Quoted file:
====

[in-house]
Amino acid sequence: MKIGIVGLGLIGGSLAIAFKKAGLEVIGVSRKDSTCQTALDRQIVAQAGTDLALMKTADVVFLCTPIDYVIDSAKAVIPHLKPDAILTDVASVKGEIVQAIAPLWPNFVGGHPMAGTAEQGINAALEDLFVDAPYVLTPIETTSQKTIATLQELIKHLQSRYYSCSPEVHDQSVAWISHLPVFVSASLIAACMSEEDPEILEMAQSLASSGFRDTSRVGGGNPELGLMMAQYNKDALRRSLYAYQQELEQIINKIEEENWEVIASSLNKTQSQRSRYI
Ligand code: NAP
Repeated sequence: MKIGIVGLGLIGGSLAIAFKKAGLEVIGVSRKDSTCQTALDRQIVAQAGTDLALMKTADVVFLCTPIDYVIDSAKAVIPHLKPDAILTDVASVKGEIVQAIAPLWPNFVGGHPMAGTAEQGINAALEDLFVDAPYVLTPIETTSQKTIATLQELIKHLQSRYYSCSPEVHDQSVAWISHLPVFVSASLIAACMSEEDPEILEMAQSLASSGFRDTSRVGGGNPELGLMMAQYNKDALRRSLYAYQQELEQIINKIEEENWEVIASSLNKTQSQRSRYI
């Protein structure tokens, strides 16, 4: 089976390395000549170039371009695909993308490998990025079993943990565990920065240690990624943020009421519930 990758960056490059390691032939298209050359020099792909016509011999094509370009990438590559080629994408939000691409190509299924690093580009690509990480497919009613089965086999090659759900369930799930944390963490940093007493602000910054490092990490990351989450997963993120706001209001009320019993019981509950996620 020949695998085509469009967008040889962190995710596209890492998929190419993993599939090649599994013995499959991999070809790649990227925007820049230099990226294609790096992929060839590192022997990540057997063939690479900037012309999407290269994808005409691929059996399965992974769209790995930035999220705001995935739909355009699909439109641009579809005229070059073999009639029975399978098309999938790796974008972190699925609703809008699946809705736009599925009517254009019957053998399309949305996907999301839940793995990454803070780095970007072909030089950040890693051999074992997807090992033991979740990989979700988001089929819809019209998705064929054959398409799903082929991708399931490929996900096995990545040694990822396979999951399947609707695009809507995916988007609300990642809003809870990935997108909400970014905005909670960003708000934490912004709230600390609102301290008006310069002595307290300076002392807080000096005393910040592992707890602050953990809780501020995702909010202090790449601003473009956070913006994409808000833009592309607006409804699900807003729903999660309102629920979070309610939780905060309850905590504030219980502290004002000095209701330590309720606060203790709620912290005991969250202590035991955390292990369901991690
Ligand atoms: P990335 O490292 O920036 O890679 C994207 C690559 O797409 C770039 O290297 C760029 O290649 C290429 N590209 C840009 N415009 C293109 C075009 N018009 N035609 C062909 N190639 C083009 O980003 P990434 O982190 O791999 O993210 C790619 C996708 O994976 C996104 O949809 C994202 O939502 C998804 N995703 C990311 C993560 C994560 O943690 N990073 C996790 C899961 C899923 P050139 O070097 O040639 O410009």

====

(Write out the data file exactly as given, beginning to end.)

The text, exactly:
[in-house]
Amino acid sequence: MKIGIVGLGLIGGSLAIAFKKAGLEVIGVSRKDSTCQTALDRQIVAQAGTDLALMKTADVVFLCTPIDYVIDSAKAVIPHLKPDAILTDVASVKGEIVQAIAPLWPNFVGGHPMAGTAEQGINAALEDLFVDAPYVLTPIETTSQKTIATLQELIKHLQSRYYSCSPEVHDQSVAWISHLPVFVSASLIAACMSEEDPEILEMAQSLASSGFRDTSRVGGGNPELGLMMAQYNKDALRRSLYAYQQELEQIINKIEEENWEVIASSLNKTQSQRSRYI
Ligand code: NAP
Repeated sequence: MKIGIVGLGLIGGSLAIAFKKAGLEVIGVSRKDSTCQTALDRQIVAQAGTDLALMKTADVVFLCTPIDYVIDSAKAVIPHLKPDAILTDVASVKGEIVQAIAPLWPNFVGGHPMAGTAEQGINAALEDLFVDAPYVLTPIETTSQKTIATLQELIKHLQSRYYSCSPEVHDQSVAWISHLPVFVSASLIAACMSEEDPEILEMAQSLASSGFRDTSRVGGGNPELGLMMAQYNKDALRRSLYAYQQELEQIINKIEEENWEVIASSLNKTQSQRSRYI
């Protein structure tokens, strides 16, 4: 089976390395000549170039371009695909993308490998990025079993943990565990920065240690990624943020009421519930 990758960056490059390691032939298209050359020099792909016509011999094509370009990438590559080629994408939000691409190509299924690093580009690509990480497919009613089965086999090659759900369930799930944390963490940093007493602000910054490092990490990351989450997963993120706001209001009320019993019981509950996620 020949695998085509469009967008040889962190995710596209890492998929190419993993599939090649599994013995499959991999070809790649990227925007820049230099990226294609790096992929060839590192022997990540057997063939690479900037012309999407290269994808005409691929059996399965992974769209790995930035999220705001995935739909355009699909439109641009579809005229070059073999009639029975399978098309999938790796974008972190699925609703809008699946809705736009599925009517254009019957053998399309949305996907999301839940793995990454803070780095970007072909030089950040890693051999074992997807090992033991979740990989979700988001089929819809019209998705064929054959398409799903082929991708399931490929996900096995990545040694990822396979999951399947609707695009809507995916988007609300990642809003809870990935997108909400970014905005909670960003708000934490912004709230600390609102301290008006310069002595307290300076002392807080000096005393910040592992707890602050953990809780501020995702909010202090790449601003473009956070913006994409808000833009592309607006409804699900807003729903999660309102629920979070309610939780905060309850905590504030219980502290004002000095209701330590309720606060203790709620912290005991969250202590035991955390292990369901991690
Ligand atoms: P990335 O490292 O920036 O890679 C994207 C690559 O797409 C770039 O290297 C760029 O290649 C290429 N590209 C840009 N415009 C293109 C075009 N018009 N035609 C062909 N190639 C083009 O980003 P990434 O982190 O791999 O993210 C790619 C996708 O994976 C996104 O949809 C994202 O939502 C998804 N995703 C990311 C993560 C994560 O943690 N990073 C996790 C899961 C899923 P050139 O070097 O040639 O410009």